Japan – Day 21 – Bit of a pickle in the bamboo forest

Sad though it makes me to admit it we are finally getting tired of bread and eggs. However it is cost efficient and filling. Then we headed up to our first stop of the day Higashiyama Jisho-ji Temple. It was an interesting and intensely structured place, unfortunately it was filled with hundreds of energetic Japanese school children which rather took away from the tranquil and harmonious nature of the place <editor’s note – there were absolutely tonnes of school children, we somehow managed to get the shots below without them in which was a miracle>.

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Higashiyama Jisho-ji was small but interesting as the birthplace of the Zen aesthetic in Japan.

The route up to the temple was filled with some snacks, mostly ice cream. We remember more snacks and variety, we suspect in summer they all switch to ice cream as it is easy and popular when it is hot.

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Matcha ice cream and matcha mochi … of course.

Once we were refreshed we headed for the main reason we had walked all this way, the Philosopher’s walk.  We have been a couple of times but it is still pleasant to walk along with interesting shops and previously lots of snacks including delicious dango with matcha sauce. Sadly this time there were no snacks, only more ice cream. Other snacks must be a more of a winter thing. There were however many more cats which seemed friendly but dis-interested unless you had food for them.

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We returned to our favorites spots today including the Philosopher’s walk.

After we had worked up an appetite and achieved the correct frame of mind we headed to Izuju, a tasty alternative sushi place for some Edomae sushi. This was the sushi popular in Kyoto in the past when they did not have access to fresh fish so they made sushi using pickled fish that lasted. Today a few restaurants continue this tradition and it makes an interesting alternative to the usual fare. Interestingly in summer they had a couple of special options (conger eel which we had seen everywhere and also horse mackerel) which we decided to go for along with the classic saba-zushi (chub mackerel wrapped and pickled in seaweed). One thing we really like about food in Japan is that they really like to use seasonal ingredients, if it is fresh and in season they have it everywhere but if not they move onto what is in season then. It keeps things fresh, delicious and interesting. We also had a Kyoto style soup which was a light and fresh clear fish soup. The sushi is very delicately pickled and is sharp and slightly sweet, complementing and cutting through the slightly salty oily fish. It is very different and delicious <editor’s note – James neglected to mention a nice older Japanese lady started a conversation up with him whilst I was in the bathroom, apparently his starting conversation is strong but then with his extremely limited vocabulary, the lady has to speak in English to ask about our trip in Japan>.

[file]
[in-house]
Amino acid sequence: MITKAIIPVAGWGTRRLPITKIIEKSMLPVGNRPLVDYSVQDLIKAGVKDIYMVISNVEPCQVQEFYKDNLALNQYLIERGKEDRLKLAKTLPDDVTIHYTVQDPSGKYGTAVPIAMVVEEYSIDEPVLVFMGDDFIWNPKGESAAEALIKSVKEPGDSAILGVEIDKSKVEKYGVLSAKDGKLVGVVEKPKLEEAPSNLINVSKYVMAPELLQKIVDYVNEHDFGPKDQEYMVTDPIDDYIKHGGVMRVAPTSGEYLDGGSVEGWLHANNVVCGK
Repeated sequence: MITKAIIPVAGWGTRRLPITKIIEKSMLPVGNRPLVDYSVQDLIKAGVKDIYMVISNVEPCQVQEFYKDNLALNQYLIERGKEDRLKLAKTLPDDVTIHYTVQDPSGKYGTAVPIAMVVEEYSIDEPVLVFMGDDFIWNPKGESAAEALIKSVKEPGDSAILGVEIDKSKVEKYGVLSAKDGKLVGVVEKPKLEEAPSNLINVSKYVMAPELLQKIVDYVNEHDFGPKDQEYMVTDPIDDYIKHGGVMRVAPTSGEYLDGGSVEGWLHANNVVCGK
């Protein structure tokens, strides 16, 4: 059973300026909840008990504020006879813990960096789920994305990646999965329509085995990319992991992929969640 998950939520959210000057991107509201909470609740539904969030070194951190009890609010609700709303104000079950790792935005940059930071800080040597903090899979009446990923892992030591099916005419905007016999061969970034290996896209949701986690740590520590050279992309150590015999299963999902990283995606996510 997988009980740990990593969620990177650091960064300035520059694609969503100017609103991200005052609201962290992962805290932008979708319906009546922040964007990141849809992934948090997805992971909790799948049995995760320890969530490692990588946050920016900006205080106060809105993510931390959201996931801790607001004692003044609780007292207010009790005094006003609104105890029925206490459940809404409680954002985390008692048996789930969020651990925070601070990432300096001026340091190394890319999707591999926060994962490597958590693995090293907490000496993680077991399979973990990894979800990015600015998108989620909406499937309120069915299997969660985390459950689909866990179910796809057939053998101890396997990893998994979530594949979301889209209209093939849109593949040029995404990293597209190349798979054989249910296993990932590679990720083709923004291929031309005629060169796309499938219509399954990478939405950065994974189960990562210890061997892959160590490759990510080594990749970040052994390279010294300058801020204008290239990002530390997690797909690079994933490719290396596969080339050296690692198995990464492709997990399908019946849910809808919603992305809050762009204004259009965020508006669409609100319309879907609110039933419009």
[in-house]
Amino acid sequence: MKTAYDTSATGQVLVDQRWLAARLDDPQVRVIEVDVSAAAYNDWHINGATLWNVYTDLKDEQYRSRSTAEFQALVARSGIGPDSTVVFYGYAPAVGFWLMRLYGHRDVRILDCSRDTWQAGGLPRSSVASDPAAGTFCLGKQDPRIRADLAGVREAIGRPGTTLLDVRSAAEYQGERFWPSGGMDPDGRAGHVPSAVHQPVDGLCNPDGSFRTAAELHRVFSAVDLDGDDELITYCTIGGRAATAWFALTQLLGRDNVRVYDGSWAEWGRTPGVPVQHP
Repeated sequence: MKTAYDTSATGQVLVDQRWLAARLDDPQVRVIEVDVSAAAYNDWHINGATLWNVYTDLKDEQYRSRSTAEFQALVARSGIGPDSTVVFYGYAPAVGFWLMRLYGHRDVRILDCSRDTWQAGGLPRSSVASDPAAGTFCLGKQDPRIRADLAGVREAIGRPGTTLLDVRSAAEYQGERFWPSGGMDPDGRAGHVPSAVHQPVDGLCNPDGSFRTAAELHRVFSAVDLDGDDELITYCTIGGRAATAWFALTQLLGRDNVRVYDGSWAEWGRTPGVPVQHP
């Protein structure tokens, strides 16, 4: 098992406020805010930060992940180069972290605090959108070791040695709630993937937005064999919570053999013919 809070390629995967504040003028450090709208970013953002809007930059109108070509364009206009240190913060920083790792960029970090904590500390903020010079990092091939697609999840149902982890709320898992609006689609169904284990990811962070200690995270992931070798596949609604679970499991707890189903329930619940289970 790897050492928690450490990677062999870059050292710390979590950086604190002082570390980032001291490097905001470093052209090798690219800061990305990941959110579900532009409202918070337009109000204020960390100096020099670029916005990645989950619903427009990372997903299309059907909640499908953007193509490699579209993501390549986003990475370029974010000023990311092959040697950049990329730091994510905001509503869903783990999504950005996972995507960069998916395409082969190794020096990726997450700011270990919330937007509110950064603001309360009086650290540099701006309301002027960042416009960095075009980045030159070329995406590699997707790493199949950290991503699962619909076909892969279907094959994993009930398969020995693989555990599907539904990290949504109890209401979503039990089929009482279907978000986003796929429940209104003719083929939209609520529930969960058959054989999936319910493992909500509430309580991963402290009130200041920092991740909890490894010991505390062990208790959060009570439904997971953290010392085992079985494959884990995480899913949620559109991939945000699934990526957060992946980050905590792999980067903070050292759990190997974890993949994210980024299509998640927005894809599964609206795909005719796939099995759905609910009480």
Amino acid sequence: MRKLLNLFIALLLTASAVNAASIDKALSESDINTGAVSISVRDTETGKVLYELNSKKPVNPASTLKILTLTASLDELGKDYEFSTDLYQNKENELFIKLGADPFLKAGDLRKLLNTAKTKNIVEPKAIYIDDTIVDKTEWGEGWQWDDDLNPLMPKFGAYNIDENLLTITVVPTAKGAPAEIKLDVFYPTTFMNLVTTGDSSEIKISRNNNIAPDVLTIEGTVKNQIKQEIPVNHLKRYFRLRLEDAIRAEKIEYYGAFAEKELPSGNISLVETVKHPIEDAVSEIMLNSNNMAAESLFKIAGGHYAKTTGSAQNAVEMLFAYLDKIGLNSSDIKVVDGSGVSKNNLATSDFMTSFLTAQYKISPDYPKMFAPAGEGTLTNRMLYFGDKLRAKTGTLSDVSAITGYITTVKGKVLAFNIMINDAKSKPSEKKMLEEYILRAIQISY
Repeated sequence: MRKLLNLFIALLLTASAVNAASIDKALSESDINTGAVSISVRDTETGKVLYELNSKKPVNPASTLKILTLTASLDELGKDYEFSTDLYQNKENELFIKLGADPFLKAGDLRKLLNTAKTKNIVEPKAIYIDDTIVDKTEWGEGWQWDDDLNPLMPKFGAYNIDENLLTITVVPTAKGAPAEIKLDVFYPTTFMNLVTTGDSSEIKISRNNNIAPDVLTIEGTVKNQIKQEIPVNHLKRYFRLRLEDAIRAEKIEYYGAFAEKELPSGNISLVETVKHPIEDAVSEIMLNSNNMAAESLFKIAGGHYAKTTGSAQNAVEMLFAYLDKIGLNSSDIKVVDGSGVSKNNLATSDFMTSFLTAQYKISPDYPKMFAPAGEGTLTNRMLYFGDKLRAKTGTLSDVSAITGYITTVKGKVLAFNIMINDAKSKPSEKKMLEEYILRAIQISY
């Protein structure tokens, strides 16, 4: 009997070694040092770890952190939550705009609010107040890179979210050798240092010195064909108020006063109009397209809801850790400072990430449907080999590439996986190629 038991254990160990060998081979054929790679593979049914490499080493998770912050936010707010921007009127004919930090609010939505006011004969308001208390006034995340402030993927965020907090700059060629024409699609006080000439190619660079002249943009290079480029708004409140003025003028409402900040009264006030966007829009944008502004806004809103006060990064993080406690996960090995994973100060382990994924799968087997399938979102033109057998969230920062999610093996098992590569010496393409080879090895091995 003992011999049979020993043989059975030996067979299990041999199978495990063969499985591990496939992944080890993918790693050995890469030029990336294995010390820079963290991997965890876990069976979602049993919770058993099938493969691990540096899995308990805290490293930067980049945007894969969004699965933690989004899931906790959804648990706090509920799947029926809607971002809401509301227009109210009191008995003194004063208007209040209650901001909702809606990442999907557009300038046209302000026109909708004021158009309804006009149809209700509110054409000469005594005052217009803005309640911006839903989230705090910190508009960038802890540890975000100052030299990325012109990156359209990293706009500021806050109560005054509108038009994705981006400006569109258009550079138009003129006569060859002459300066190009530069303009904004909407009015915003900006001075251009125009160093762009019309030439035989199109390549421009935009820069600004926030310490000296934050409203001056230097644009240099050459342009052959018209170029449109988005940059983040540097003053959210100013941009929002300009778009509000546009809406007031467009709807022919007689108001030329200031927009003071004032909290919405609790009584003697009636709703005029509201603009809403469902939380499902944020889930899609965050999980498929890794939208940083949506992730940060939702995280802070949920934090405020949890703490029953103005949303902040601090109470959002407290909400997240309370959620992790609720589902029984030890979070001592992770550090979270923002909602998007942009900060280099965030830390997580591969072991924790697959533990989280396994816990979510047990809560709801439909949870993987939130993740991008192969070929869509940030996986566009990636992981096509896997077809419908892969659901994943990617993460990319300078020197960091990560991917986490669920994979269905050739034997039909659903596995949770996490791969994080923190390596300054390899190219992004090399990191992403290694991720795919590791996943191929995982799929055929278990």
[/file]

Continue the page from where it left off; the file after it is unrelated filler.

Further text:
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Of course we had to return to Izuju for some Edo era style sushi. Pickle-tastic.

On our way out we picked up more snacks … we have a problem <editor’s note – James has a massive problem, I kept on trying to resist but James is a bad influence, the roll cake was justified because usually you can only buy the whole ring and he really wanted the dango as it was done over a barbeque>.

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We had never actually tried good ring cake as it was only ever available as a whole, but we found it available as a slice. It was delicious. Plus a dango, we couldn’t resist.

Today we were heading to all our favorite places in Kyoto so of course we had to go to Arashiyama (In San vetoed another trip to the monkey park sadly). As always it is such a calm, lazy and enjoyable place to visit. This time in bright sunshine, it was nice to be able to walk around in t-shirts and the sun made everything more magical. We did miss the variety of snacks as everybody had switched to ice cream. Seeing the bamboo forest in the day was nice and they had opened up different paths through for autumn.

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Continuing our theme we returned to the lovely Arashiyama for snacks and a relaxed and tranquil setting.
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We found some unique chocolate dango and mochi so we had to try it <editor’s note – James had to try it, I knew I wanted a skewer which had green tea paste inside and we both agreed my skewer was tastier>.
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We relived our first visit with some tasty rice cakes of various sorts and continued our trend of tasting soy in all its forms with a soy doughnut. It was surprisingly good <editor’s note – when we ordered the last chewy rice skewer, they put a sold out sign up and told James he was very lucky, good thing we did turn around to go back for it otherwise James would have been very sad>.